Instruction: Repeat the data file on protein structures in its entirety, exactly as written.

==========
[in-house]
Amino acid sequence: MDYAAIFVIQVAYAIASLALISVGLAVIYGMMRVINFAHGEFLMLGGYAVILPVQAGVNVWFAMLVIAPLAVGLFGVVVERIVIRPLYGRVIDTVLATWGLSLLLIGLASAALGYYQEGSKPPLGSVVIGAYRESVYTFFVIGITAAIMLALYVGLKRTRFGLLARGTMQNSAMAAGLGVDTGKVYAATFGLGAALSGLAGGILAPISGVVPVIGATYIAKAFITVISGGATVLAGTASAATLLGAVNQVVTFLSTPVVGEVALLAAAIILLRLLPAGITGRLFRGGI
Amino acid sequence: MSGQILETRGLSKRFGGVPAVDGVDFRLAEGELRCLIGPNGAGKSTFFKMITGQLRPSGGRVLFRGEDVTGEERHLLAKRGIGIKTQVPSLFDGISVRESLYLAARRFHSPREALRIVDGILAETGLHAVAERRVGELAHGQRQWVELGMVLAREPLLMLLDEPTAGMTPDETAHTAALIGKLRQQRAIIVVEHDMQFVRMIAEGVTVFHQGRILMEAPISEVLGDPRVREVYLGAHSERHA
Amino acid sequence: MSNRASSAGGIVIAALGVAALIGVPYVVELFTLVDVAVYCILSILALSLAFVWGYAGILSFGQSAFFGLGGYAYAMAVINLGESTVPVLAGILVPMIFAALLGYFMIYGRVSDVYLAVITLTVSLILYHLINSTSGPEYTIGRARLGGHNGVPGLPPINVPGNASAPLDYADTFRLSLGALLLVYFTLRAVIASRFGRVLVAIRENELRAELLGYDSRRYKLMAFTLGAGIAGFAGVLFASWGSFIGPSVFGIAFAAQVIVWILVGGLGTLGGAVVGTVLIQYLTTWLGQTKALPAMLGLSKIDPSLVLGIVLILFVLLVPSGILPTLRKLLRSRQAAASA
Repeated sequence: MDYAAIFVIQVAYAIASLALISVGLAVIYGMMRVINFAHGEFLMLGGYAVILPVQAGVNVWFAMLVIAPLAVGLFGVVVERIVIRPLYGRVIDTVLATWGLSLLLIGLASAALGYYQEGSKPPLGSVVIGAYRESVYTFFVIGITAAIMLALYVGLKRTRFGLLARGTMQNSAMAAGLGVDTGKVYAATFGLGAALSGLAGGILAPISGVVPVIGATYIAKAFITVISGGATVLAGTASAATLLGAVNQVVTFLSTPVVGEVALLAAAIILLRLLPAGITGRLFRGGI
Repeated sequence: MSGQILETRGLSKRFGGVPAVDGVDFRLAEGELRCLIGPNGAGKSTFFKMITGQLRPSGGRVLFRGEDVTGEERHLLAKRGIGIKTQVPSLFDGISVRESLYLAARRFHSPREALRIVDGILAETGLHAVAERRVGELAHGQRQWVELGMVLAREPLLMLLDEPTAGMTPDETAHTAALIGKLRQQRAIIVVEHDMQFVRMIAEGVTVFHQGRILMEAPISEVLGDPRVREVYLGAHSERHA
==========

[in-house]
Amino acid sequence: MDYAAIFVIQVAYAIASLALISVGLAVIYGMMRVINFAHGEFLMLGGYAVILPVQAGVNVWFAMLVIAPLAVGLFGVVVERIVIRPLYGRVIDTVLATWGLSLLLIGLASAALGYYQEGSKPPLGSVVIGAYRESVYTFFVIGITAAIMLALYVGLKRTRFGLLARGTMQNSAMAAGLGVDTGKVYAATFGLGAALSGLAGGILAPISGVVPVIGATYIAKAFITVISGGATVLAGTASAATLLGAVNQVVTFLSTPVVGEVALLAAAIILLRLLPAGITGRLFRGGI
Amino acid sequence: MSGQILETRGLSKRFGGVPAVDGVDFRLAEGELRCLIGPNGAGKSTFFKMITGQLRPSGGRVLFRGEDVTGEERHLLAKRGIGIKTQVPSLFDGISVRESLYLAARRFHSPREALRIVDGILAETGLHAVAERRVGELAHGQRQWVELGMVLAREPLLMLLDEPTAGMTPDETAHTAALIGKLRQQRAIIVVEHDMQFVRMIAEGVTVFHQGRILMEAPISEVLGDPRVREVYLGAHSERHA
Amino acid sequence: MSNRASSAGGIVIAALGVAALIGVPYVVELFTLVDVAVYCILSILALSLAFVWGYAGILSFGQSAFFGLGGYAYAMAVINLGESTVPVLAGILVPMIFAALLGYFMIYGRVSDVYLAVITLTVSLILYHLINSTSGPEYTIGRARLGGHNGVPGLPPINVPGNASAPLDYADTFRLSLGALLLVYFTLRAVIASRFGRVLVAIRENELRAELLGYDSRRYKLMAFTLGAGIAGFAGVLFASWGSFIGPSVFGIAFAAQVIVWILVGGLGTLGGAVVGTVLIQYLTTWLGQTKALPAMLGLSKIDPSLVLGIVLILFVLLVPSGILPTLRKLLRSRQAAASA
Repeated sequence: MDYAAIFVIQVAYAIASLALISVGLAVIYGMMRVINFAHGEFLMLGGYAVILPVQAGVNVWFAMLVIAPLAVGLFGVVVERIVIRPLYGRVIDTVLATWGLSLLLIGLASAALGYYQEGSKPPLGSVVIGAYRESVYTFFVIGITAAIMLALYVGLKRTRFGLLARGTMQNSAMAAGLGVDTGKVYAATFGLGAALSGLAGGILAPISGVVPVIGATYIAKAFITVISGGATVLAGTASAATLLGAVNQVVTFLSTPVVGEVALLAAAIILLRLLPAGITGRLFRGGI
Repeated sequence: MSGQILETRGLSKRFGGVPAVDGVDFRLAEGELRCLIGPNGAGKSTFFKMITGQLRPSGGRVLFRGEDVTGEERHLLAKRGIGIKTQVPSLFDGISVRESLYLAARRFHSPREALRIVDGILAETGLHAVAERRVGELAHGQRQWVELGMVLAREPLLMLLDEPTAGMTPDETAHTAALIGKLRQQRAIIVVEHDMQFVRMIAEGVTVFHQGRILMEAPISEVLGDPRVREVYLGAHSERHA